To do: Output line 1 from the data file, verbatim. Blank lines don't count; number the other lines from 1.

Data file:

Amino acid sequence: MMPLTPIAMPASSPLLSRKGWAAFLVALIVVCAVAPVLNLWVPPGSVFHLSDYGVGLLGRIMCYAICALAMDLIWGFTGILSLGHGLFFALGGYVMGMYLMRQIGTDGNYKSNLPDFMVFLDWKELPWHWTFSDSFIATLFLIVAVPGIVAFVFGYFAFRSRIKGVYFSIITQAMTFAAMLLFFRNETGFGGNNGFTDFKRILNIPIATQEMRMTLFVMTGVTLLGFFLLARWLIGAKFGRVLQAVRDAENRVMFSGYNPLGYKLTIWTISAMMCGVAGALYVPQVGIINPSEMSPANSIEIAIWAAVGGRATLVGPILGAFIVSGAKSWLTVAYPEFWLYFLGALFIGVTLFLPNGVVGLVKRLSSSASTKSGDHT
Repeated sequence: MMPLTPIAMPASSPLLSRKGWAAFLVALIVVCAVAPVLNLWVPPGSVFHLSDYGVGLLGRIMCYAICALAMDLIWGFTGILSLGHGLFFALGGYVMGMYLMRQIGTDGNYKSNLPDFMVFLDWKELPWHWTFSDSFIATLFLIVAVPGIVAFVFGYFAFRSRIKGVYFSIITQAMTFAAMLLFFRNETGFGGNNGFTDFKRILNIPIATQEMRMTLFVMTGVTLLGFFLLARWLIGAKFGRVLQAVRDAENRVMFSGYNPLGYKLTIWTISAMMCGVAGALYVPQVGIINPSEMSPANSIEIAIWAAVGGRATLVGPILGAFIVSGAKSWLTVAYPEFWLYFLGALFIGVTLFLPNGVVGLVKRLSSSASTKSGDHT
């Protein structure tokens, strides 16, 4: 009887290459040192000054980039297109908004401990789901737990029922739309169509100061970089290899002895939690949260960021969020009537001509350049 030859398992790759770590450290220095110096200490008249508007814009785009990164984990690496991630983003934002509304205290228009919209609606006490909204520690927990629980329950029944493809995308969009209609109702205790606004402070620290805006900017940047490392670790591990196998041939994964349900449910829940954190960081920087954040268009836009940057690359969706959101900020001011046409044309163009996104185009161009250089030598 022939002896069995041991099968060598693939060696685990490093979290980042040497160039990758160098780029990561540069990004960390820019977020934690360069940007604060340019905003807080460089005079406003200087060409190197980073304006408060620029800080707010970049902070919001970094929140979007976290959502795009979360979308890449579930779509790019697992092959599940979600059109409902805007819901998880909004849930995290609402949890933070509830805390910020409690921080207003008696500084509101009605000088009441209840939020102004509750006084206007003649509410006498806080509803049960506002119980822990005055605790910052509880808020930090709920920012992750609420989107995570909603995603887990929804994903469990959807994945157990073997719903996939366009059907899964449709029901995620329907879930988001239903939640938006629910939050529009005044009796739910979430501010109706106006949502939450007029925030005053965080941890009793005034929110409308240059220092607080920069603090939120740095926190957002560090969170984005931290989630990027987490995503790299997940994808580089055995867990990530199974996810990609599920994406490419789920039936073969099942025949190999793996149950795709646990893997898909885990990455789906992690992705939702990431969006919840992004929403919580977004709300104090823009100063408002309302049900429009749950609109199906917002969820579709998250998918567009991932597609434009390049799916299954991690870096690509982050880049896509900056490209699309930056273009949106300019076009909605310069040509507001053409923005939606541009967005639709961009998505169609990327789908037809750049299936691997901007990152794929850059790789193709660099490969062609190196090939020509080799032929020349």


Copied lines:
Amino acid sequence: MMPLTPIAMPASSPLLSRKGWAAFLVALIVVCAVAPVLNLWVPPGSVFHLSDYGVGLLGRIMCYAICALAMDLIWGFTGILSLGHGLFFALGGYVMGMYLMRQIGTDGNYKSNLPDFMVFLDWKELPWHWTFSDSFIATLFLIVAVPGIVAFVFGYFAFRSRIKGVYFSIITQAMTFAAMLLFFRNETGFGGNNGFTDFKRILNIPIATQEMRMTLFVMTGVTLLGFFLLARWLIGAKFGRVLQAVRDAENRVMFSGYNPLGYKLTIWTISAMMCGVAGALYVPQVGIINPSEMSPANSIEIAIWAAVGGRATLVGPILGAFIVSGAKSWLTVAYPEFWLYFLGALFIGVTLFLPNGVVGLVKRLSSSASTKSGDHT